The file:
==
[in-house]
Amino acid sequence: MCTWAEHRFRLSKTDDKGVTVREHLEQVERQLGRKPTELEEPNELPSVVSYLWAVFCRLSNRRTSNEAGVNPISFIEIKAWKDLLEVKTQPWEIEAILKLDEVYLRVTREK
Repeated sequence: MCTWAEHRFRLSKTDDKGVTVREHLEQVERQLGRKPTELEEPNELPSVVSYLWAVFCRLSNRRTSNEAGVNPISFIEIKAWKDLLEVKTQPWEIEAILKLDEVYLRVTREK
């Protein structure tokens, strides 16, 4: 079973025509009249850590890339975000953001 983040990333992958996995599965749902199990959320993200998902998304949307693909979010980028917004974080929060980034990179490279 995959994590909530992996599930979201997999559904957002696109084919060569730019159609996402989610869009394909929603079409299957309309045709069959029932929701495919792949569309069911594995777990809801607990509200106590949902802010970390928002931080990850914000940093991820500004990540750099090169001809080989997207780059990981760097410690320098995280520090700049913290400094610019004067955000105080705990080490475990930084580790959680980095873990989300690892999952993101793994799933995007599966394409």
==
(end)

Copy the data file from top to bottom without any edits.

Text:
[in-house]
Amino acid sequence: MCTWAEHRFRLSKTDDKGVTVREHLEQVERQLGRKPTELEEPNELPSVVSYLWAVFCRLSNRRTSNEAGVNPISFIEIKAWKDLLEVKTQPWEIEAILKLDEVYLRVTREK
Repeated sequence: MCTWAEHRFRLSKTDDKGVTVREHLEQVERQLGRKPTELEEPNELPSVVSYLWAVFCRLSNRRTSNEAGVNPISFIEIKAWKDLLEVKTQPWEIEAILKLDEVYLRVTREK
């Protein structure tokens, strides 16, 4: 079973025509009249850590890339975000953001 983040990333992958996995599965749902199990959320993200998902998304949307693909979010980028917004974080929060980034990179490279 995959994590909530992996599930979201997999559904957002696109084919060569730019159609996402989610869009394909929603079409299957309309045709069959029932929701495919792949569309069911594995777990809801607990509200106590949902802010970390928002931080990850914000940093991820500004990540750099090169001809080989997207780059990981760097410690320098995280520090700049913290400094610019004067955000105080705990080490475990930084580790959680980095873990989300690892999952993101793994799933995007599966394409």